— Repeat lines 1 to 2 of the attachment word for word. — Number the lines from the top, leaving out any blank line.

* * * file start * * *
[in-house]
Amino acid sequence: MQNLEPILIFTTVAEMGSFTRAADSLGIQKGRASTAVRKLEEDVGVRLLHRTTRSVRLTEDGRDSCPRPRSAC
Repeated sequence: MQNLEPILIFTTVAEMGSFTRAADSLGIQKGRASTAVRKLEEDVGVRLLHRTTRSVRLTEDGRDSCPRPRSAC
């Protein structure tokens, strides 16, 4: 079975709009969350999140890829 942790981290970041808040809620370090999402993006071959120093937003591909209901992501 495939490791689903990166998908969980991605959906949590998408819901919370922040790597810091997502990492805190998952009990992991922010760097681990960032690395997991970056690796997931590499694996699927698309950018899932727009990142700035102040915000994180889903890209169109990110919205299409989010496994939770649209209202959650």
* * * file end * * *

[in-house]
Amino acid sequence: MQNLEPILIFTTVAEMGSFTRAADSLGIQKGRASTAVRKLEEDVGVRLLHRTTRSVRLTEDGRDSCPRPRSAC